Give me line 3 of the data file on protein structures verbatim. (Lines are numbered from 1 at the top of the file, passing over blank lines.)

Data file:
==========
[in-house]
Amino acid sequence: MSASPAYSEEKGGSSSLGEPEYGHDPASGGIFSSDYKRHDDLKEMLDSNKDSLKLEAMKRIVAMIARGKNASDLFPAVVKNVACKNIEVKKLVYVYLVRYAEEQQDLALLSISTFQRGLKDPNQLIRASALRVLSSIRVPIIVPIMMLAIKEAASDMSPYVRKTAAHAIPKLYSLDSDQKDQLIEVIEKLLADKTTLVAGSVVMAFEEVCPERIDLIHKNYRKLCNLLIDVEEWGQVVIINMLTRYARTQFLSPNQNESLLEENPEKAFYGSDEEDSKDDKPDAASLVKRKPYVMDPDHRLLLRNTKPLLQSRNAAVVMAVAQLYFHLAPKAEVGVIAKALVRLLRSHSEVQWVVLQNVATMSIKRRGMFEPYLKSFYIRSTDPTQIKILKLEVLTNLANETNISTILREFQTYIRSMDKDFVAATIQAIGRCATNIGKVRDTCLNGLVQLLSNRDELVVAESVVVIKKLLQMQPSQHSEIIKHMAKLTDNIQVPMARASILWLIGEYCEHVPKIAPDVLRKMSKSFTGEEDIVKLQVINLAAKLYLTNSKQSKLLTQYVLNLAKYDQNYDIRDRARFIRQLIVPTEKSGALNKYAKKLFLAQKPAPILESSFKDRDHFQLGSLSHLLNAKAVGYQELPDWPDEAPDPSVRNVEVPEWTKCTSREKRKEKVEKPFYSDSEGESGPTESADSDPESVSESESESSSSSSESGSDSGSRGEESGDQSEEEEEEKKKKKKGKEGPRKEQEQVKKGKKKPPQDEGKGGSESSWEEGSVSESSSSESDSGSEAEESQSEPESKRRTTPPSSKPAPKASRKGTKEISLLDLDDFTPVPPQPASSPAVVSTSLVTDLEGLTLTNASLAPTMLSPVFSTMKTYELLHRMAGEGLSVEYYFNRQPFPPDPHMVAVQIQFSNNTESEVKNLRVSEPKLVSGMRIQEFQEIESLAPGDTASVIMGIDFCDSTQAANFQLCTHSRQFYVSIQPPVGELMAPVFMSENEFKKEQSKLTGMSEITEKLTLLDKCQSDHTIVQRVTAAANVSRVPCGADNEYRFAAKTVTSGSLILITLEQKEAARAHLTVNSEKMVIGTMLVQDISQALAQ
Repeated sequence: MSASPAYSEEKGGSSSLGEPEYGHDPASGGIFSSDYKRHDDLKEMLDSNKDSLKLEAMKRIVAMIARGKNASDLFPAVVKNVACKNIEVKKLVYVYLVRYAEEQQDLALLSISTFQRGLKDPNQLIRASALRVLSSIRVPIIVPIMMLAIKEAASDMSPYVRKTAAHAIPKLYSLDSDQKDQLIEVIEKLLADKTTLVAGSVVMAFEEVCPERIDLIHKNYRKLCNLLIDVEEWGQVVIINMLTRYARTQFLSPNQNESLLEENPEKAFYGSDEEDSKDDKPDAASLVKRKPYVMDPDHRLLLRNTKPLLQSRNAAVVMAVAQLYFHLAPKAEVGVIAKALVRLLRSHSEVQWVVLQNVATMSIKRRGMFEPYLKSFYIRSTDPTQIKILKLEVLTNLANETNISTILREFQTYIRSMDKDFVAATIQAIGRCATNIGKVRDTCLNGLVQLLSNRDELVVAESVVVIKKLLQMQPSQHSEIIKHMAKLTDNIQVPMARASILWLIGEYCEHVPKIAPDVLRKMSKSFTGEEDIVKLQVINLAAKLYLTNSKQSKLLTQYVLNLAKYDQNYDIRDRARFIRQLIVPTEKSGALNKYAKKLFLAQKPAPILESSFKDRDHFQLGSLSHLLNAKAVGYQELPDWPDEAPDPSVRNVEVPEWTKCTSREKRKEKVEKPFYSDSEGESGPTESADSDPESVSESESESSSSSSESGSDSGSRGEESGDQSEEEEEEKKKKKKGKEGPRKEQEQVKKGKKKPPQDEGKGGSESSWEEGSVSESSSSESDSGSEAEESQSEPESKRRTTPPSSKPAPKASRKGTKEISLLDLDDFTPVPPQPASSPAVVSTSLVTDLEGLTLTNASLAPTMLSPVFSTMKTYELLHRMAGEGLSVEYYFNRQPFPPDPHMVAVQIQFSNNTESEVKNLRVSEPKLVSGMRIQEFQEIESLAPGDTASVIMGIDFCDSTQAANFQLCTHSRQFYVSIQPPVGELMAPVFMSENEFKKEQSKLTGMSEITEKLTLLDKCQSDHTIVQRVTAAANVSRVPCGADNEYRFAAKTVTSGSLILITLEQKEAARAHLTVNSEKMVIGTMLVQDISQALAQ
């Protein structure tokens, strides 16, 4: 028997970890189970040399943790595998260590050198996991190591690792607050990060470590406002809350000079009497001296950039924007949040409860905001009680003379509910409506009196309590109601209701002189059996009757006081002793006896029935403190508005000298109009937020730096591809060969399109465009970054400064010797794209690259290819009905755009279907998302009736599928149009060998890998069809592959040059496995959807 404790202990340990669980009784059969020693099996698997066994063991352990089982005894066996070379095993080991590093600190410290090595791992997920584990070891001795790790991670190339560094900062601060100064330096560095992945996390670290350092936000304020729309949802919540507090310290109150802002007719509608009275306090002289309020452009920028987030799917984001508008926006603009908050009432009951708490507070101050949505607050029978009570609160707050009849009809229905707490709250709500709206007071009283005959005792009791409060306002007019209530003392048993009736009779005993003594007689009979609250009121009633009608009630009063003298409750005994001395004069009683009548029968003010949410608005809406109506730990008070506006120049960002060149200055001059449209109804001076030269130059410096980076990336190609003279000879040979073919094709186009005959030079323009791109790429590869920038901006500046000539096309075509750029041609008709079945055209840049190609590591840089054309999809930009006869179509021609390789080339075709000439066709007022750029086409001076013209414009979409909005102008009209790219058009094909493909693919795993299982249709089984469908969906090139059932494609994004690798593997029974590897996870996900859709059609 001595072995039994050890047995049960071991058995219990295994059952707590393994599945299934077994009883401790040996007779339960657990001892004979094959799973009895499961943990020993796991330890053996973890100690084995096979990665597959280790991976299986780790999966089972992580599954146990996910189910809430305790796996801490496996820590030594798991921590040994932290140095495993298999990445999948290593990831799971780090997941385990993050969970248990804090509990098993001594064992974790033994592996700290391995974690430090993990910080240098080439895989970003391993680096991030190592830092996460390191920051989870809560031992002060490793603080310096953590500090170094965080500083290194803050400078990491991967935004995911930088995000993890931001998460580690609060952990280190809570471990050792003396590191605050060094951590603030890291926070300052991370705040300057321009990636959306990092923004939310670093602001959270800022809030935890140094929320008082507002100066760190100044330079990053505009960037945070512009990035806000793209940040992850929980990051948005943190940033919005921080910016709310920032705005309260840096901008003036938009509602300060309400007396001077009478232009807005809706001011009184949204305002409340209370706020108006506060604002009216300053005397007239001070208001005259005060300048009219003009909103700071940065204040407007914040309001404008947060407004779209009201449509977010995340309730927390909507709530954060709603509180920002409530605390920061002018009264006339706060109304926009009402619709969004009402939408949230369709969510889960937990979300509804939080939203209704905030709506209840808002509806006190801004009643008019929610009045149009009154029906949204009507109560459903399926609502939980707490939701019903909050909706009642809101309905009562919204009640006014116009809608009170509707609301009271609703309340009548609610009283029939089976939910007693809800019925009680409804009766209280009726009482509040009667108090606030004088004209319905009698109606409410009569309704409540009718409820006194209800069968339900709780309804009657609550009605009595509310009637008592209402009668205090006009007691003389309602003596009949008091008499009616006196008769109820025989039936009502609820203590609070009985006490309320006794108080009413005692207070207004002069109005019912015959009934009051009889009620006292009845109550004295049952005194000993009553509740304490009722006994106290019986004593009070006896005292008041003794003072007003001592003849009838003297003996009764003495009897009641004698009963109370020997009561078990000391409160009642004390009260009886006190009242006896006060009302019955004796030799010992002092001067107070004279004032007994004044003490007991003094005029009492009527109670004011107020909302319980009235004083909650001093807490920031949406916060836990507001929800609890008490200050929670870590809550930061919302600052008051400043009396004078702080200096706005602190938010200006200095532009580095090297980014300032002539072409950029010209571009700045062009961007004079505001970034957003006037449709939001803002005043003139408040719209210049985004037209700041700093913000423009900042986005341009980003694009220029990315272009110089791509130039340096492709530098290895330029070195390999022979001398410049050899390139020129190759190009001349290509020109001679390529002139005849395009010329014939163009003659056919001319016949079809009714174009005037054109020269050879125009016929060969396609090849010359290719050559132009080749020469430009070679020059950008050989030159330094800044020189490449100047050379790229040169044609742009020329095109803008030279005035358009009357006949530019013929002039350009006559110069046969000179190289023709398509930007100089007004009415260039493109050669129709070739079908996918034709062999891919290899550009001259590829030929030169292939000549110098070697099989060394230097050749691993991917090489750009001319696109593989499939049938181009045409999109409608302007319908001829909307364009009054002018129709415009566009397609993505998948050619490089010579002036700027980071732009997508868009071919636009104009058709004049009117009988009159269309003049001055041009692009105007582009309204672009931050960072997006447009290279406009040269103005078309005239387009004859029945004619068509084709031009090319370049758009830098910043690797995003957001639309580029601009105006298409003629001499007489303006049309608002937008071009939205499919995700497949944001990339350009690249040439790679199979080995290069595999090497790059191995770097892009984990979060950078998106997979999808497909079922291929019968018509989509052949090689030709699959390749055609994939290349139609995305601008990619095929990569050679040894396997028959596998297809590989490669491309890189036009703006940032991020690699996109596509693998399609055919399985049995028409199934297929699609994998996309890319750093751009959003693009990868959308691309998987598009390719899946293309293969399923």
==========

Repeated sequence: MSASPAYSEEKGGSSSLGEPEYGHDPASGGIFSSDYKRHDDLKEMLDSNKDSLKLEAMKRIVAMIARGKNASDLFPAVVKNVACKNIEVKKLVYVYLVRYAEEQQDLALLSISTFQRGLKDPNQLIRASALRVLSSIRVPIIVPIMMLAIKEAASDMSPYVRKTAAHAIPKLYSLDSDQKDQLIEVIEKLLADKTTLVAGSVVMAFEEVCPERIDLIHKNYRKLCNLLIDVEEWGQVVIINMLTRYARTQFLSPNQNESLLEENPEKAFYGSDEEDSKDDKPDAASLVKRKPYVMDPDHRLLLRNTKPLLQSRNAAVVMAVAQLYFHLAPKAEVGVIAKALVRLLRSHSEVQWVVLQNVATMSIKRRGMFEPYLKSFYIRSTDPTQIKILKLEVLTNLANETNISTILREFQTYIRSMDKDFVAATIQAIGRCATNIGKVRDTCLNGLVQLLSNRDELVVAESVVVIKKLLQMQPSQHSEIIKHMAKLTDNIQVPMARASILWLIGEYCEHVPKIAPDVLRKMSKSFTGEEDIVKLQVINLAAKLYLTNSKQSKLLTQYVLNLAKYDQNYDIRDRARFIRQLIVPTEKSGALNKYAKKLFLAQKPAPILESSFKDRDHFQLGSLSHLLNAKAVGYQELPDWPDEAPDPSVRNVEVPEWTKCTSREKRKEKVEKPFYSDSEGESGPTESADSDPESVSESESESSSSSSESGSDSGSRGEESGDQSEEEEEEKKKKKKGKEGPRKEQEQVKKGKKKPPQDEGKGGSESSWEEGSVSESSSSESDSGSEAEESQSEPESKRRTTPPSSKPAPKASRKGTKEISLLDLDDFTPVPPQPASSPAVVSTSLVTDLEGLTLTNASLAPTMLSPVFSTMKTYELLHRMAGEGLSVEYYFNRQPFPPDPHMVAVQIQFSNNTESEVKNLRVSEPKLVSGMRIQEFQEIESLAPGDTASVIMGIDFCDSTQAANFQLCTHSRQFYVSIQPPVGELMAPVFMSENEFKKEQSKLTGMSEITEKLTLLDKCQSDHTIVQRVTAAANVSRVPCGADNEYRFAAKTVTSGSLILITLEQKEAARAHLTVNSEKMVIGTMLVQDISQALAQ